Evolution and Survival in the Office Jungle...
Deep down, we're just like animals. Some of us are selfish like apes. Some are chaotic like ants. . . And somehow the two clash and coalesce in 'antagonistic harmony'. A fascinating look at the evolutionary psychology, instincts and tactics of the workplace. My Manager & Other Animals examines the evolutionary psychology of work, focusing on the office, workshop, corporation or government department, and the complex and fascinating evolutionary tactics that have developed to deal with working life.
37 years ago Richard Dawkins wrote The Selfish Gene and it didn't take long for the business community to latch on to the 'selfish' part and adopt it as an industry standard. After all, it fitted in with the notion that, since we are all descended from apes, we should be like them: selfish, aggressive and competitive. More recently, astounding discoveries in human and animal behaviour (particularly ants) have shown that, in all animals, cooperation and altruism is more common than we think and more useful than we could imagine. It seems we contain an inner ape and an inner ant. How confusing; they seem like opposites, because co-operation means helping others, competition means swatting them.
What are we, ape or ant? This book shows that ant and ape are both important. Co-operation without leadership is random, leadership without co-operation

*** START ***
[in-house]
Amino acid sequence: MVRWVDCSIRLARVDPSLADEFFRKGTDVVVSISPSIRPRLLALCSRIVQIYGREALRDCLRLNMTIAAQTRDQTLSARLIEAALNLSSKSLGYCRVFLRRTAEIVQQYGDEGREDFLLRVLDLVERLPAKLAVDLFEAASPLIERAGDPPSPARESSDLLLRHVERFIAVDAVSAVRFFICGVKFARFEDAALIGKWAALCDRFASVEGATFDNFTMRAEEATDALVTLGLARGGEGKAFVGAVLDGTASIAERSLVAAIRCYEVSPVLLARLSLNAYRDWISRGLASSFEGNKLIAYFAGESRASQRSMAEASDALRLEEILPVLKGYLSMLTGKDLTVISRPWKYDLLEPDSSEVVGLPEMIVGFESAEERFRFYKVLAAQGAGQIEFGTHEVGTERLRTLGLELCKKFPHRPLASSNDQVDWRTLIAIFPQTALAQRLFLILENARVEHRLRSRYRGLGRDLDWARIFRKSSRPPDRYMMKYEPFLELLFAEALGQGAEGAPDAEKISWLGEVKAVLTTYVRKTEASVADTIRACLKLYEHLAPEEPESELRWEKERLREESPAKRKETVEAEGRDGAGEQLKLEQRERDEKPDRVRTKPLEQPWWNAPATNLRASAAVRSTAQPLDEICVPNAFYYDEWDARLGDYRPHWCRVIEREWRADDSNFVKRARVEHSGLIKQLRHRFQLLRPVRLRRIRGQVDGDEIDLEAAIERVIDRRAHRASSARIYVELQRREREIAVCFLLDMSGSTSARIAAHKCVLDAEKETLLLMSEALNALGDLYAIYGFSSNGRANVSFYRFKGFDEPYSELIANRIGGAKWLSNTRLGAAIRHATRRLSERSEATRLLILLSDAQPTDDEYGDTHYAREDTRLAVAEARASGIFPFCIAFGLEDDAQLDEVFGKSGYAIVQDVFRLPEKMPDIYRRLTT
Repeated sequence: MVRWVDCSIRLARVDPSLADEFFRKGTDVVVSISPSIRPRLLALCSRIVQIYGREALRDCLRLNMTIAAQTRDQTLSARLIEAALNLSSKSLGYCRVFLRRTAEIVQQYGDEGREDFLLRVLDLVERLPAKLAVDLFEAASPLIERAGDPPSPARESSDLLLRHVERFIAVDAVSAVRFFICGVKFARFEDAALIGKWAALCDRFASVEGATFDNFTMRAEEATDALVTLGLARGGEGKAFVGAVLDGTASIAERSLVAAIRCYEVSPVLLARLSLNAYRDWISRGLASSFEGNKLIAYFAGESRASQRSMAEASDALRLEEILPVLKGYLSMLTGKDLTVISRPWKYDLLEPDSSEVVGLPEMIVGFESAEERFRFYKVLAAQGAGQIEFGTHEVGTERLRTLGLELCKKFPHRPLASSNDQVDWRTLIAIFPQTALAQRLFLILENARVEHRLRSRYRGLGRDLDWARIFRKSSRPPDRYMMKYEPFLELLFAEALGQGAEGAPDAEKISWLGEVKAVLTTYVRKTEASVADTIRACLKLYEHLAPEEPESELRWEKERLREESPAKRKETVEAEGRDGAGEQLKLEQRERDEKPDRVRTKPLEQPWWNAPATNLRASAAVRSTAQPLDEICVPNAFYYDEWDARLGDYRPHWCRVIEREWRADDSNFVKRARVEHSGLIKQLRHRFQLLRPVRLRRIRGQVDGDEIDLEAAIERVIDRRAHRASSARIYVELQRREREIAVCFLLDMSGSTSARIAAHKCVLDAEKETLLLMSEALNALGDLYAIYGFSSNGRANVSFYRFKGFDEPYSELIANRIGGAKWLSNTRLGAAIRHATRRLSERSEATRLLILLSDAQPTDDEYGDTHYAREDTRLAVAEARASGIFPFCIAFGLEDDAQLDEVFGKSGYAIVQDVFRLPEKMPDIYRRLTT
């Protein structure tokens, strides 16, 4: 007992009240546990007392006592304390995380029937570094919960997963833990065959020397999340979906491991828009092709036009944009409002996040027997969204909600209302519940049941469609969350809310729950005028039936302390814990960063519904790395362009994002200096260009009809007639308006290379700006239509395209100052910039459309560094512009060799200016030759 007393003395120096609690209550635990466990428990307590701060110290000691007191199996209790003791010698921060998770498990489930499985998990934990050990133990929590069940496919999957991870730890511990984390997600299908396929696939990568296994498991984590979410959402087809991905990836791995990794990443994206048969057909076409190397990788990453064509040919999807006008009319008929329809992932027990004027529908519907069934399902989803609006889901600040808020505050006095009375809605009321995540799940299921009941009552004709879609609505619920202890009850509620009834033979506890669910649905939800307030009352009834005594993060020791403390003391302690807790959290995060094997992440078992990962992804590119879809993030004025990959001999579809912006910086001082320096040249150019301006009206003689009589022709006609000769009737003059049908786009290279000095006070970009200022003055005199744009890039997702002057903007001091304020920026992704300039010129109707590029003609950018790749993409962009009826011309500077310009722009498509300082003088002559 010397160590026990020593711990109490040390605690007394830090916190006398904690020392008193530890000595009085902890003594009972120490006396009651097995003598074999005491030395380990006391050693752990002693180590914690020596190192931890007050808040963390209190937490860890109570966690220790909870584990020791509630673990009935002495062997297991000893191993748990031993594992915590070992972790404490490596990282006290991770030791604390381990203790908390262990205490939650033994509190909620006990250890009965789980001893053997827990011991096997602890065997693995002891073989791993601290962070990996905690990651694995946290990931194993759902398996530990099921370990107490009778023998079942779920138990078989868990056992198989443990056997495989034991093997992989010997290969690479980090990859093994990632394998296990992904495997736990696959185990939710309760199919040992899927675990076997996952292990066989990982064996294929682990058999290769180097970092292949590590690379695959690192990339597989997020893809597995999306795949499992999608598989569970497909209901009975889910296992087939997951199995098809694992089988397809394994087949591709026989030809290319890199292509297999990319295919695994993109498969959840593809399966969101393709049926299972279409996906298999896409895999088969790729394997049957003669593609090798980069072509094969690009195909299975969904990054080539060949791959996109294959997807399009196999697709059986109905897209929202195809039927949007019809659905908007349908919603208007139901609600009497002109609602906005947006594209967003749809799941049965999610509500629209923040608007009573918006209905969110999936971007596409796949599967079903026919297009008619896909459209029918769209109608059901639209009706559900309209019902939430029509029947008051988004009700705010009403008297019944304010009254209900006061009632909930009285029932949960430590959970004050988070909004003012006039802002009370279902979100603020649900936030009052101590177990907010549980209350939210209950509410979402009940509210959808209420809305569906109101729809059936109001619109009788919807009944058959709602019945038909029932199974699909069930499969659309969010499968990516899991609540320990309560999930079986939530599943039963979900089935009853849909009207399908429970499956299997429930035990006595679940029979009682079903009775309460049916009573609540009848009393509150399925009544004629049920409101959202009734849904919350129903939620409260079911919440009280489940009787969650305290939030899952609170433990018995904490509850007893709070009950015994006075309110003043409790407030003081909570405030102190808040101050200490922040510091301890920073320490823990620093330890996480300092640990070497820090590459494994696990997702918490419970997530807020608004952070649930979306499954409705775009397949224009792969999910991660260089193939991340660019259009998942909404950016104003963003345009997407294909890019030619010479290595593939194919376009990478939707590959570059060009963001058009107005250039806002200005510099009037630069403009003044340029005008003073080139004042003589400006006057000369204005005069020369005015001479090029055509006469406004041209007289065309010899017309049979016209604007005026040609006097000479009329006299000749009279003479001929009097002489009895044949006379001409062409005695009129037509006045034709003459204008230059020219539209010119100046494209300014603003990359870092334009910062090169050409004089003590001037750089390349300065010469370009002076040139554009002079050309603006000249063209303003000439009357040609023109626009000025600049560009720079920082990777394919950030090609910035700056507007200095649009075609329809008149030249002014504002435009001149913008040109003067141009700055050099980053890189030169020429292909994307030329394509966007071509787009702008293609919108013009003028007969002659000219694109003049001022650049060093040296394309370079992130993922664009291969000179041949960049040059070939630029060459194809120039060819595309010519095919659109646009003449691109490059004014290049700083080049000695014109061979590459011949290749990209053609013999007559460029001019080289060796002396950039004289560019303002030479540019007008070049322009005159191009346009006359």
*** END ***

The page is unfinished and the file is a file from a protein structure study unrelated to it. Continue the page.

Now arrives the prolific science writer Richard Robinson, who approaches the subject with an evolutionary biologist's eye. His main point is an intriguing one. As human beings we are used to thinking we are the pinnacle of the evolutionary tree, the cream of the crop - but in so many ways our behaviour patterns mirror those of so-called 'lesser' animals. . . This book is brief, pithy, inventive and, in an odd way, rather reassuring. He sees patterns in the madness of office life where we just see madness. - Daily Mail
Richard Robinson is the author of 10 books of popular science including the Science Magic series (Oxford University Press) which was shortlisted for the Aventis Science Prize. He works full-time as a science presenter, and is regularly invited to perform demonstrations around the world at science festivals, universities and schools. He has performed at festivals ranging from the Edinburgh Science Festival to the Korean Science Festival, and lectured at universities ranging from the UK to the Ukraine. He holds a BSc in psychology.
Illustrator Kate Charlesworth has drawn regularly for New Scientist and has illustrated a wide variety of publications including The Cartoon History of Time.